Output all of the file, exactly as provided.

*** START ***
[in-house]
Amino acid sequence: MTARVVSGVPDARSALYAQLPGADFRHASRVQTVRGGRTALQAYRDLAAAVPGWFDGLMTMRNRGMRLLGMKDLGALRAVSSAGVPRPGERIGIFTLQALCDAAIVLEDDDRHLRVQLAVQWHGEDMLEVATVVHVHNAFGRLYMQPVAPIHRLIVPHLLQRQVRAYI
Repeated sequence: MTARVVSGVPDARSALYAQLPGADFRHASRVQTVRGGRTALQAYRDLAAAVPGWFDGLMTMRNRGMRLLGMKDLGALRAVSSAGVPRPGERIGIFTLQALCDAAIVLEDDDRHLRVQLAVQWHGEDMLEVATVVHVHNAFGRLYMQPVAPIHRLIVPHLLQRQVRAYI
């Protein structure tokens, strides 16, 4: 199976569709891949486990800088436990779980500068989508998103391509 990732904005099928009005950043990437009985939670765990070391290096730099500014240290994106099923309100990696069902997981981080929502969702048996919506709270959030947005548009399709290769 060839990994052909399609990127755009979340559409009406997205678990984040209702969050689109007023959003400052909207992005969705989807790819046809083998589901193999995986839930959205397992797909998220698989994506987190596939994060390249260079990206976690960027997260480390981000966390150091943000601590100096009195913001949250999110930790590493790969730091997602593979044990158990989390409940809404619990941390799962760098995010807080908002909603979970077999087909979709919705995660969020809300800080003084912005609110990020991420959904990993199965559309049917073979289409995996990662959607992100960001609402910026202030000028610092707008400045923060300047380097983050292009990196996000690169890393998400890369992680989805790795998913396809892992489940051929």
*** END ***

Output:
[in-house]
Amino acid sequence: MTARVVSGVPDARSALYAQLPGADFRHASRVQTVRGGRTALQAYRDLAAAVPGWFDGLMTMRNRGMRLLGMKDLGALRAVSSAGVPRPGERIGIFTLQALCDAAIVLEDDDRHLRVQLAVQWHGEDMLEVATVVHVHNAFGRLYMQPVAPIHRLIVPHLLQRQVRAYI
Repeated sequence: MTARVVSGVPDARSALYAQLPGADFRHASRVQTVRGGRTALQAYRDLAAAVPGWFDGLMTMRNRGMRLLGMKDLGALRAVSSAGVPRPGERIGIFTLQALCDAAIVLEDDDRHLRVQLAVQWHGEDMLEVATVVHVHNAFGRLYMQPVAPIHRLIVPHLLQRQVRAYI
């Protein structure tokens, strides 16, 4: 199976569709891949486990800088436990779980500068989508998103391509 990732904005099928009005950043990437009985939670765990070391290096730099500014240290994106099923309100990696069902997981981080929502969702048996919506709270959030947005548009399709290769 060839990994052909399609990127755009979340559409009406997205678990984040209702969050689109007023959003400052909207992005969705989807790819046809083998589901193999995986839930959205397992797909998220698989994506987190596939994060390249260079990206976690960027997260480390981000966390150091943000601590100096009195913001949250999110930790590493790969730091997602593979044990158990989390409940809404619990941390799962760098995010807080908002909603979970077999087909979709919705995660969020809300800080003084912005609110990020991420959904990993199965559309049917073979289409995996990662959607992100960001609402910026202030000028610092707008400045923060300047380097983050292009990196996000690169890393998400890369992680989805790795998913396809892992489940051929």